Measuring thermal conductance of a component or a thermal subsystem shouldn’t be a big mystery, right? In principal, the thermal conductance (C) of a component is really just heat flow and temperature (C = Q / ∆T). So, what makes this measurement tricky? Well, where errors are often made are with the assumptions that heat is contained and accounted for accurately and that temperature measurements are not all that critical with respect to location. The reality is that both heat flow and temperature measurements do require a high level of consideration, if accurate thermal conductance characterization is important.
Let’s take for example a copper thermal strap used to cool an optical system through a cryocooler interface. In this particular case, the strap thermal conductance must be within ten percent on either side of the design point to achieve optimum system performance. If thermal conductance of the strap is not properly characterized through accurate component testing, once installed in the system the temperature dependent heat lift from the cryocooler may cause the optical system temperature to drift outside the established control band and compromise detector performance. So, it is equally important to verify the thermal strap performance through testing as it is to be able to accurately design a strap to meet a well defined specification.
First, it is critical to know whether the specified thermal conductance is inclusive of the interfaces at both strap ends. (Incidentally, this is a whole other topic that merits an individual future article.) For this case, we will assume that the specification is for the thermal strap only. Thus, the natural inclination would be to instrument the strap with temperature sensors at both ends to determine the temperature differential across the device with the steady-state heat flow.
Here is where the potential problem creeps in; assuming that the terminals (end fittings) of a thermal strap are isothermal can be a faulty (but less than obvious) assumption, even if they are copper or aluminum. Simply taping or bonding temperature sensors on the surface of the strap terminals will not suffice because those sensors will not be directly in the heat flow path. More often than not, there will be some thermal gradient within the end fittings themselves, in particular if the thermal strap is highly conductive between the interface locations.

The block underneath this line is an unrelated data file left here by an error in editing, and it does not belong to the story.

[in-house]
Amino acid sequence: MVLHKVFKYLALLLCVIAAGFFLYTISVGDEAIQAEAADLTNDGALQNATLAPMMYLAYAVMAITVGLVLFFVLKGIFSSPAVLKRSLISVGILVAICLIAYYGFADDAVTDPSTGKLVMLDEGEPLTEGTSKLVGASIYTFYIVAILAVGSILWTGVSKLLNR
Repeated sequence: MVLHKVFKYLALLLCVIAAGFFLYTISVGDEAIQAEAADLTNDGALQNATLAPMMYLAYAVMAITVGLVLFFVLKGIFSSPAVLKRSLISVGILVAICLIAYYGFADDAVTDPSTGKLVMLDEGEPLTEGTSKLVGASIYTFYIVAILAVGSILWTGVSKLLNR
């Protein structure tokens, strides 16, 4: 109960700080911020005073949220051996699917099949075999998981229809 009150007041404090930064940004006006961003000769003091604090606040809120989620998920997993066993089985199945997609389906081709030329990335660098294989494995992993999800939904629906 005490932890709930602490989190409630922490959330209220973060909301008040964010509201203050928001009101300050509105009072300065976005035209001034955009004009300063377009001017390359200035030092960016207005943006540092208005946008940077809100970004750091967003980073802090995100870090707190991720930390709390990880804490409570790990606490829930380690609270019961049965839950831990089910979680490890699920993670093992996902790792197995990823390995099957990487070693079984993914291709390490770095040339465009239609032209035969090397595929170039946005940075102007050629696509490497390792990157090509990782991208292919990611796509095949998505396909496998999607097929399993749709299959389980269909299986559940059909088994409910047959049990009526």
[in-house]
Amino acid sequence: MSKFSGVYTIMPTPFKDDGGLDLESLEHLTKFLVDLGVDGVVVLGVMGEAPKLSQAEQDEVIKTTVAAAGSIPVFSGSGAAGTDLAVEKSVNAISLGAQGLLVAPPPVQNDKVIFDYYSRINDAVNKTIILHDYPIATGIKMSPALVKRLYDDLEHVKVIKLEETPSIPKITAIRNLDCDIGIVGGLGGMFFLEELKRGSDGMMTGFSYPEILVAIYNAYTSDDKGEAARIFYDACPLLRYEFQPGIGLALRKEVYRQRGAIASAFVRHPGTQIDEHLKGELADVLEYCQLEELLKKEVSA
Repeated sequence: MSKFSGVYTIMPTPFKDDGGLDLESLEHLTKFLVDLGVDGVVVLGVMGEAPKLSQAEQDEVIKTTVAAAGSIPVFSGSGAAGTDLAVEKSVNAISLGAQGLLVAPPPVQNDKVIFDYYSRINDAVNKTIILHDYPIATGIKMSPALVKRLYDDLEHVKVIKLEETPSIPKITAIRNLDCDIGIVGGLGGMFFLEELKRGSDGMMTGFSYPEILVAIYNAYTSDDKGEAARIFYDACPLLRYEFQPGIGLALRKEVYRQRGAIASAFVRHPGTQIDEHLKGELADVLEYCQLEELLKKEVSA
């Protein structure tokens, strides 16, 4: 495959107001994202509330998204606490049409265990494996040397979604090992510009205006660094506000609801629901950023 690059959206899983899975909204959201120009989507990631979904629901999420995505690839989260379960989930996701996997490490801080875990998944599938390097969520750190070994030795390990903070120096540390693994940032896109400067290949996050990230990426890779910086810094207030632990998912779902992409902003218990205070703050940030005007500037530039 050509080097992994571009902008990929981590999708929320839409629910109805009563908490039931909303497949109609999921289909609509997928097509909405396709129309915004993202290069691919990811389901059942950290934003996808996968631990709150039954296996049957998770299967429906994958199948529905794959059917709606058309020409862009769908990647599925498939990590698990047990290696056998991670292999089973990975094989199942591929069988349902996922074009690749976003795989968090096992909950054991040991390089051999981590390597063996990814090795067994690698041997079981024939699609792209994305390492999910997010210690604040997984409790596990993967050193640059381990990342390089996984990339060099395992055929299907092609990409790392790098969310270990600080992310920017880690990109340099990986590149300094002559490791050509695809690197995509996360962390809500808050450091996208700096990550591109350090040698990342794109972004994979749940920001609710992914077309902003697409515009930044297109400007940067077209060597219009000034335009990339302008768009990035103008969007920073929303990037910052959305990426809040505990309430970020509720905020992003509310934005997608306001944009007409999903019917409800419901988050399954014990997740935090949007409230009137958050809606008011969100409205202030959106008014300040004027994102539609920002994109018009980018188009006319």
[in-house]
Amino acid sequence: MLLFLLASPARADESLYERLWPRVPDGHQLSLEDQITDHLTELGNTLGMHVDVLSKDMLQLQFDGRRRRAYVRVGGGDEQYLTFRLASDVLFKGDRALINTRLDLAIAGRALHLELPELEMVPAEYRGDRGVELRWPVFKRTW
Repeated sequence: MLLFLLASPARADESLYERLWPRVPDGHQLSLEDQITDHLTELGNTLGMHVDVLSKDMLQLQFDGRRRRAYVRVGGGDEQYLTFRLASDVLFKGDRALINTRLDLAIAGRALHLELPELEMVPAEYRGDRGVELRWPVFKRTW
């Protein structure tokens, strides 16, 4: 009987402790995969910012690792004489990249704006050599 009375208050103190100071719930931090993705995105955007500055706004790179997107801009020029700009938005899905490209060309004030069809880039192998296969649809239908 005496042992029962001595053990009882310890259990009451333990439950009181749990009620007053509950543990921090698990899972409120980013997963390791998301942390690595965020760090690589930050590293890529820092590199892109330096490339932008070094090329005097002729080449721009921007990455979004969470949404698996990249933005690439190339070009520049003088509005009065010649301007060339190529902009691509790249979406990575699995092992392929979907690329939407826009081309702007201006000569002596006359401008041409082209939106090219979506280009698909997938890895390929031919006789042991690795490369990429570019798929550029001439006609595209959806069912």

Since imbedding a thermal sensor in the strap end fittings is not typically an attractive option, we solve the sensor location issue with our calibrated test interface blocks that feature imbedded temperature sensors just adjacent to the thermal strap interfaces, whether the strap is clamped, bonded, or bolted (we highly recommend matching the test thermal interfaces as closely as possible with the actual application interfaces).
With the temperature sensors directly in the heat flow path, we are getting an accurate measurement of the thermal gradient exactly where the heat is being transported. If, as in this case, we are interested in determining just the strap thermal conductance alone, we can subtract the joint thermal conductance contributions since we have excellent characterization of these interfaces from literature sources, our own testing, and years of prior experience. Furthermore, if the thermal test configuration accurately replicates the customer’s interfaces, the direct measurement includes interface losses and there may be no need to know the strap thermal conductance separately.